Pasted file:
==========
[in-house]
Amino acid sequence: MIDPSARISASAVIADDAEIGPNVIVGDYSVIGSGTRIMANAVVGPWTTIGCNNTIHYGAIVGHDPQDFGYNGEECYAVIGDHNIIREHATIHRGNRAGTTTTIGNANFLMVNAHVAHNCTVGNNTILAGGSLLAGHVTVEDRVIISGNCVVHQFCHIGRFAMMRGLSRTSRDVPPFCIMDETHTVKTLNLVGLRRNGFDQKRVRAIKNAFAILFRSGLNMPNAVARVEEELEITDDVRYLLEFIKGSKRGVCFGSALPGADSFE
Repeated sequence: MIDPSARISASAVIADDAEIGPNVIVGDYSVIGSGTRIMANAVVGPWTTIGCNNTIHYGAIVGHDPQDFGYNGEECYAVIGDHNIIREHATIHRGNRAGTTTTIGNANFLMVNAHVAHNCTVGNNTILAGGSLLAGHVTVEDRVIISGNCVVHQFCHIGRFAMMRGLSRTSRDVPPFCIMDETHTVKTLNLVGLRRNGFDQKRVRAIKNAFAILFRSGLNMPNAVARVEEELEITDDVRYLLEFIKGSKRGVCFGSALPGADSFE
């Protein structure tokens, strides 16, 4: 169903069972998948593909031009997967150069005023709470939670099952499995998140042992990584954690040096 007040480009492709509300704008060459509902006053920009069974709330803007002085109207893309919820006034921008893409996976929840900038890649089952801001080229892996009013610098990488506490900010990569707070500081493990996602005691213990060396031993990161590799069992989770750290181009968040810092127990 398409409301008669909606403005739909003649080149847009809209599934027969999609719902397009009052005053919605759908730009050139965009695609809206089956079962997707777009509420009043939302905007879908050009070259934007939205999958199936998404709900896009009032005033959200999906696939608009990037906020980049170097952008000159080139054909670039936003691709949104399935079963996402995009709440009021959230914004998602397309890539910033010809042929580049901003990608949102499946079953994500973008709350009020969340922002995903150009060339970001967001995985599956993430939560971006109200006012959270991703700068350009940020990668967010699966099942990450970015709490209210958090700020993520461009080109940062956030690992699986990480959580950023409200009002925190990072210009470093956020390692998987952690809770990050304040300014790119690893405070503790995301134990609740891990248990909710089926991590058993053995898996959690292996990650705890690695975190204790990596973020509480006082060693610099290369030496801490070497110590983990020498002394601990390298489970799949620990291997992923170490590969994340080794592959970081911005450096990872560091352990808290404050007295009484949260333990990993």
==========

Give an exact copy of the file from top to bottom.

[in-house]
Amino acid sequence: MIDPSARISASAVIADDAEIGPNVIVGDYSVIGSGTRIMANAVVGPWTTIGCNNTIHYGAIVGHDPQDFGYNGEECYAVIGDHNIIREHATIHRGNRAGTTTTIGNANFLMVNAHVAHNCTVGNNTILAGGSLLAGHVTVEDRVIISGNCVVHQFCHIGRFAMMRGLSRTSRDVPPFCIMDETHTVKTLNLVGLRRNGFDQKRVRAIKNAFAILFRSGLNMPNAVARVEEELEITDDVRYLLEFIKGSKRGVCFGSALPGADSFE
Repeated sequence: MIDPSARISASAVIADDAEIGPNVIVGDYSVIGSGTRIMANAVVGPWTTIGCNNTIHYGAIVGHDPQDFGYNGEECYAVIGDHNIIREHATIHRGNRAGTTTTIGNANFLMVNAHVAHNCTVGNNTILAGGSLLAGHVTVEDRVIISGNCVVHQFCHIGRFAMMRGLSRTSRDVPPFCIMDETHTVKTLNLVGLRRNGFDQKRVRAIKNAFAILFRSGLNMPNAVARVEEELEITDDVRYLLEFIKGSKRGVCFGSALPGADSFE
């Protein structure tokens, strides 16, 4: 169903069972998948593909031009997967150069005023709470939670099952499995998140042992990584954690040096 007040480009492709509300704008060459509902006053920009069974709330803007002085109207893309919820006034921008893409996976929840900038890649089952801001080229892996009013610098990488506490900010990569707070500081493990996602005691213990060396031993990161590799069992989770750290181009968040810092127990 398409409301008669909606403005739909003649080149847009809209599934027969999609719902397009009052005053919605759908730009050139965009695609809206089956079962997707777009509420009043939302905007879908050009070259934007939205999958199936998404709900896009009032005033959200999906696939608009990037906020980049170097952008000159080139054909670039936003691709949104399935079963996402995009709440009021959230914004998602397309890539910033010809042929580049901003990608949102499946079953994500973008709350009020969340922002995903150009060339970001967001995985599956993430939560971006109200006012959270991703700068350009940020990668967010699966099942990450970015709490209210958090700020993520461009080109940062956030690992699986990480959580950023409200009002925190990072210009470093956020390692998987952690809770990050304040300014790119690893405070503790995301134990609740891990248990909710089926991590058993053995898996959690292996990650705890690695975190204790990596973020509480006082060693610099290369030496801490070497110590983990020498002394601990390298489970799949620990291997992923170490590969994340080794592959970081911005450096990872560091352990808290404050007295009484949260333990990993």